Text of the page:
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Hopkins Coat of Arms / Hopkins Family Crest

Hopkins Coat of Arms / Hopkins Family Crest

The surname of HOPKINS was a baptismal name 'the son of Robert', from the nickname Hob or Hobbe. The acquisition of surnames in Europe and England, during the last eight hundred years has been affected by many factors, including social class and social structure, naming practices in cultures and traditions. On the whole the richer and more powerful classes tended to acquire surnames earlier than the working class or the poor, while surnames were quicker to catch on in urban areas than in more sparsely populated rural areas. The bulk of surnames in England were formed in the 13th and 14th centuries. The process started earlier and continued in place names into the 19th century, but the norm is that in the 11th century people did not have surnames, whereas by the 15th century they did. Early records of the name mention Nicholas Hobekyn of the County of Cambridgeshire in 1273. John Hobkyns of the County of Surrey in 1327. Richard Hopkins of County Lancashire, was documented during the reign of Edward III (1327-1377). Agnes Hobkyn of Yorkshire was listed in the Yorkshire Poll Tax of 1379. Thomas Dale and Christyan Hobkyns were married at St. Dionis Backchurch, London in 1567. The associated arms are recorded in Sir Bernard Burkes General Armory. Ulster King of Arms in 1884. The arms are registered at Tidmarsh House, County Berkshire. The origin of badges and emblems, are traced to the earliest times, although, Heraldry, in fact, cannot be traced later than the 12th century, or at furthest the 11th century. At first armorial bearings were probably like surnames and assumed by each warrior at his free will and pleasure, his object being to distinguish himself from others. It has long been a matter of doubt when bearing Coats of Arms first became hereditary. It is known that in the reign of Henry V (1413-1422), a proclamation was issued, prohibiting the use of heraldic ensigns to all who could not show an original and valid right, except those 'who had borne arms at Agincourt'. The College of Arms (founded in 1483) is the Royal corporation of heralds who record proved pedigrees and grant armorial bearings.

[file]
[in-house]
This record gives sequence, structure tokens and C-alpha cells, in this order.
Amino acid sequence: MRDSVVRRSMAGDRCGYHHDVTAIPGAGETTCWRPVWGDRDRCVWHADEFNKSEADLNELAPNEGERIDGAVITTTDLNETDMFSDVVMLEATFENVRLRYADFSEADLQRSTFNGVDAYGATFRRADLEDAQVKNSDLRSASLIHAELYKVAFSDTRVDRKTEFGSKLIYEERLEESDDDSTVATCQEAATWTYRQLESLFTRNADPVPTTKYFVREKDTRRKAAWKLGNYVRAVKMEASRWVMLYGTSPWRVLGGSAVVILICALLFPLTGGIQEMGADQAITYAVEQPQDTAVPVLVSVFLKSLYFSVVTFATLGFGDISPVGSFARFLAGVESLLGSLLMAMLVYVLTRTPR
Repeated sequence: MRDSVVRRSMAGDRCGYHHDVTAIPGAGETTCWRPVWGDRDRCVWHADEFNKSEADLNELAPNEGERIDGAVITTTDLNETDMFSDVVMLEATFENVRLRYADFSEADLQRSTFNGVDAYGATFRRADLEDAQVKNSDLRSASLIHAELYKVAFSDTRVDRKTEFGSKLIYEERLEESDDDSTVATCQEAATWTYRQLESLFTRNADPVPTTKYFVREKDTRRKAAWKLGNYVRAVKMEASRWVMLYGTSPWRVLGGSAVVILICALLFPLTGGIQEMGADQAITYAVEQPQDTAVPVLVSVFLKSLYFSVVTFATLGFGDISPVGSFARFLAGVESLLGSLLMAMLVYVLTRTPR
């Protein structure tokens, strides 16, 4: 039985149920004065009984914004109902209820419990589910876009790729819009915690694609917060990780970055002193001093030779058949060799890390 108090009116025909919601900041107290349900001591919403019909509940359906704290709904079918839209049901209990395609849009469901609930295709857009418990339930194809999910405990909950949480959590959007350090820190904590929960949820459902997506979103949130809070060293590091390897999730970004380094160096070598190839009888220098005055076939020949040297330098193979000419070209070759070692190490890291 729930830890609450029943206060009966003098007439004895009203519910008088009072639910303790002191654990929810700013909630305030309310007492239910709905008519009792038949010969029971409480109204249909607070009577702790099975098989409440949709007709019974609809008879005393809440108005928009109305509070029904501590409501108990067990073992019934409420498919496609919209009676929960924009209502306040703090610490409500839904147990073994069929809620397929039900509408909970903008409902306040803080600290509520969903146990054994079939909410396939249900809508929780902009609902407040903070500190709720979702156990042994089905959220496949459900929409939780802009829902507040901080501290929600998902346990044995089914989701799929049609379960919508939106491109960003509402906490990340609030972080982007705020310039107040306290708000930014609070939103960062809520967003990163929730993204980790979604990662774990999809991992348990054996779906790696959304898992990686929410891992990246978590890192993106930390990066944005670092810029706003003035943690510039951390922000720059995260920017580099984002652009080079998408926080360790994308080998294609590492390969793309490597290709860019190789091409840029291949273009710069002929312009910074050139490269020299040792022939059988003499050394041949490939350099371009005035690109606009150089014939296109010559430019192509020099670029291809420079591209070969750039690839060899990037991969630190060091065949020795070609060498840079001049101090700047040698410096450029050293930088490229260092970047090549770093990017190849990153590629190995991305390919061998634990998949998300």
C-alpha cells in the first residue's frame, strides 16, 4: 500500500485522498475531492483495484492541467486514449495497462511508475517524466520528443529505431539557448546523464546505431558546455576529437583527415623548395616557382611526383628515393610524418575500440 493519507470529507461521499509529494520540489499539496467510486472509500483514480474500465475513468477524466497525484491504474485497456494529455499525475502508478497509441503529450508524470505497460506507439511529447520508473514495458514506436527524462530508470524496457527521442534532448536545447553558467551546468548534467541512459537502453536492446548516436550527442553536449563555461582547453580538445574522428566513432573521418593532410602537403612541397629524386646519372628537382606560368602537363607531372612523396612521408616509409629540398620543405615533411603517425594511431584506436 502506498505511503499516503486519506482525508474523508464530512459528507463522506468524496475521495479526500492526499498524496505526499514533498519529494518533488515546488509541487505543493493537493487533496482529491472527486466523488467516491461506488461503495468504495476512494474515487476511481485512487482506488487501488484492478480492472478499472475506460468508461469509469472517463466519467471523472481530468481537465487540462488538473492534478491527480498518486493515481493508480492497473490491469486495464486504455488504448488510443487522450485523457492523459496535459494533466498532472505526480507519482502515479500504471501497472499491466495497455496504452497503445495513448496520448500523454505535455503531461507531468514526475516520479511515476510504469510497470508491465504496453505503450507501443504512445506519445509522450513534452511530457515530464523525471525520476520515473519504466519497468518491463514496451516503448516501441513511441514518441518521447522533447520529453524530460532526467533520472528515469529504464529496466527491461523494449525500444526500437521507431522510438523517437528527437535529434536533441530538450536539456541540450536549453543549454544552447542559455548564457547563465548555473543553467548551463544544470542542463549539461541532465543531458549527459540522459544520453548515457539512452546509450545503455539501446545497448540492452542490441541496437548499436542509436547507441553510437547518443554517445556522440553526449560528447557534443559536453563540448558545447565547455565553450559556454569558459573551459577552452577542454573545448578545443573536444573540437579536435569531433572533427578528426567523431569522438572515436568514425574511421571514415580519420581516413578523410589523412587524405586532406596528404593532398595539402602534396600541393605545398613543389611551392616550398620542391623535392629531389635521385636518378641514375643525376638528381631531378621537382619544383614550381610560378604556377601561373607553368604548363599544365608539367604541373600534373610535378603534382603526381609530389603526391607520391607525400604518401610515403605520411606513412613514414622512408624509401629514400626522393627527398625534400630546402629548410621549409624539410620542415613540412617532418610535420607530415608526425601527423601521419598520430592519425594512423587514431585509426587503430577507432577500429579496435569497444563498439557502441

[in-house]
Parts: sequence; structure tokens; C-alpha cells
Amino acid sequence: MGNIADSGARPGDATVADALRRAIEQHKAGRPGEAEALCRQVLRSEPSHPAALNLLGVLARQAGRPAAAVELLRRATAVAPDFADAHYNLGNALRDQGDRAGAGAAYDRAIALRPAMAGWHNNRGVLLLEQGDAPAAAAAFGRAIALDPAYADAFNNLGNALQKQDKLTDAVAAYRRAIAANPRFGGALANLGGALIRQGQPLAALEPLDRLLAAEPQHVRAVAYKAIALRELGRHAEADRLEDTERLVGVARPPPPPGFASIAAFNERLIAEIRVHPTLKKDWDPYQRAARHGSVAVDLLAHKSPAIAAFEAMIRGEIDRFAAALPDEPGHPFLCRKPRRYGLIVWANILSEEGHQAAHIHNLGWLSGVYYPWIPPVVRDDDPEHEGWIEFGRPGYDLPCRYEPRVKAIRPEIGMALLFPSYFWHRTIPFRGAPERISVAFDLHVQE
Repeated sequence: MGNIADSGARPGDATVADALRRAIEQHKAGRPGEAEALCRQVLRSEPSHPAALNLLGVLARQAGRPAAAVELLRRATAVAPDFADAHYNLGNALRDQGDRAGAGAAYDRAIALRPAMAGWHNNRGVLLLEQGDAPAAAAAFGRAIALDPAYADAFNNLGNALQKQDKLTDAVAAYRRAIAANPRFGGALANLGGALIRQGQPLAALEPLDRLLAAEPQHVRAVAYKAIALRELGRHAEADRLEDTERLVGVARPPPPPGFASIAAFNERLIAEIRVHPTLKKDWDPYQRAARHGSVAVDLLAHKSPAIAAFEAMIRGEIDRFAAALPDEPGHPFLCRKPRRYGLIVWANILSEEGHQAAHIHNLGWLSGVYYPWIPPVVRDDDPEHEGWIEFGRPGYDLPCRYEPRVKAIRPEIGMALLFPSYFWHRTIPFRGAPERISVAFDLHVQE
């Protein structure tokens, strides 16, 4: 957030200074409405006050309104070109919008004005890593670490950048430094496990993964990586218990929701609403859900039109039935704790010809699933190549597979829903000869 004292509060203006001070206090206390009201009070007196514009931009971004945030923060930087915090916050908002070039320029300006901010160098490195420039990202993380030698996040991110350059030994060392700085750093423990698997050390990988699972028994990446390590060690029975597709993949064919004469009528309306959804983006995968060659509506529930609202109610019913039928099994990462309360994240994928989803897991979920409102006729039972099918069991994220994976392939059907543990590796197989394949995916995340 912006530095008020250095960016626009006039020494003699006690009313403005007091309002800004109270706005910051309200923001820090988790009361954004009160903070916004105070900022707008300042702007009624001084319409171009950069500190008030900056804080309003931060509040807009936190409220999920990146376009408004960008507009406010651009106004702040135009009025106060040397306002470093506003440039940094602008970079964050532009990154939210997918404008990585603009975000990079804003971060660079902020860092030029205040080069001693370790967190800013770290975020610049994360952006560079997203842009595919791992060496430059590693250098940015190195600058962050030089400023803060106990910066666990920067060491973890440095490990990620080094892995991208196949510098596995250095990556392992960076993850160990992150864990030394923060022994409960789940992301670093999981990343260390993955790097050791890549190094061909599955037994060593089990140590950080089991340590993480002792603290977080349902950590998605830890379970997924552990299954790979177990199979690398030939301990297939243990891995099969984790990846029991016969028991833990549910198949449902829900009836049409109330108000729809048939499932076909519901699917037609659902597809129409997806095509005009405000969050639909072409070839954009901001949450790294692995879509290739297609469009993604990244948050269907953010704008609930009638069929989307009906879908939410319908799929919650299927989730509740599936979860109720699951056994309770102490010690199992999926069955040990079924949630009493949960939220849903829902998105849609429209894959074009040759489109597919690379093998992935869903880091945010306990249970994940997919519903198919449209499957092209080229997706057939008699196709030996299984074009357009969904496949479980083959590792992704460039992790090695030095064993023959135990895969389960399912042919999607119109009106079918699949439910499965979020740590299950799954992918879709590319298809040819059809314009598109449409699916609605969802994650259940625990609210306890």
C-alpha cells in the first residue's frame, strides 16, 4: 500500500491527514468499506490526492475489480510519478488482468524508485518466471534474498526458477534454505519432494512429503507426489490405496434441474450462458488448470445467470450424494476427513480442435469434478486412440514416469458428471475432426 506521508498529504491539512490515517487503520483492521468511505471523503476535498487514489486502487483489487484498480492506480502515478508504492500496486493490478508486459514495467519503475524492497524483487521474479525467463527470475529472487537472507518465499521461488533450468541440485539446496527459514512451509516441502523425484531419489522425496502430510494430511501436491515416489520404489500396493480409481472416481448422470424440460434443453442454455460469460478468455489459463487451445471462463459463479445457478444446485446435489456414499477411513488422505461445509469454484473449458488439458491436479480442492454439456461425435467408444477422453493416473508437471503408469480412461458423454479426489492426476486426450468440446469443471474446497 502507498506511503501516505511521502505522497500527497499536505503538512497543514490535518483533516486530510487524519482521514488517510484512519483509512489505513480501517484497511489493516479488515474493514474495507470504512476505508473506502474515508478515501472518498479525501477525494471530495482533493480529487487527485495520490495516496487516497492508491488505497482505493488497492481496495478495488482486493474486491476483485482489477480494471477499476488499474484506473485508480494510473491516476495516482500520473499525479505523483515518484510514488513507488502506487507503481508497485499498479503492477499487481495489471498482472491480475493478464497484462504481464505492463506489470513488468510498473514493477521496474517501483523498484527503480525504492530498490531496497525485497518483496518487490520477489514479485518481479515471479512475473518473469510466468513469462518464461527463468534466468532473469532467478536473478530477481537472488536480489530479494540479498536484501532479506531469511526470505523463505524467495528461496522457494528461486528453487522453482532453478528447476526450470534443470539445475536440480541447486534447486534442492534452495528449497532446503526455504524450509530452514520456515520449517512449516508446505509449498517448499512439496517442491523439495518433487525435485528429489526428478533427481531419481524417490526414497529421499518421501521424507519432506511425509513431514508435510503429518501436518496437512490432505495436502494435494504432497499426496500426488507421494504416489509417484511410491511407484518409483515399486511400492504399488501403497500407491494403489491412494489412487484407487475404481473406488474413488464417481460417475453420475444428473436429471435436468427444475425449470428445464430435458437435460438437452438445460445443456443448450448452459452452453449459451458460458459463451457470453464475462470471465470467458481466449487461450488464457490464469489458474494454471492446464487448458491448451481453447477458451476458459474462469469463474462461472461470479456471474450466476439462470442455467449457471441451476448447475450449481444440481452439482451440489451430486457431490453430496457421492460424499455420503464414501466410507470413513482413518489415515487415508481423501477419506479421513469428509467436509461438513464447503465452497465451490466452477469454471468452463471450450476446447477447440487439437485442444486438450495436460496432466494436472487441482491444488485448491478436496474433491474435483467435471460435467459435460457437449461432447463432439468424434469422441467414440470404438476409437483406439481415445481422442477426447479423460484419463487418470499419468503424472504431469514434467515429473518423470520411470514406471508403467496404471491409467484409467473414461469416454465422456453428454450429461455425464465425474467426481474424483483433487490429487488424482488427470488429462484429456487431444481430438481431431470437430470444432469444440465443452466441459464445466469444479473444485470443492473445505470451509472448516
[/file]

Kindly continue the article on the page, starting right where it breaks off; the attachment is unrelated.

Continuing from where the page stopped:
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last updated on: December 8th, 2017

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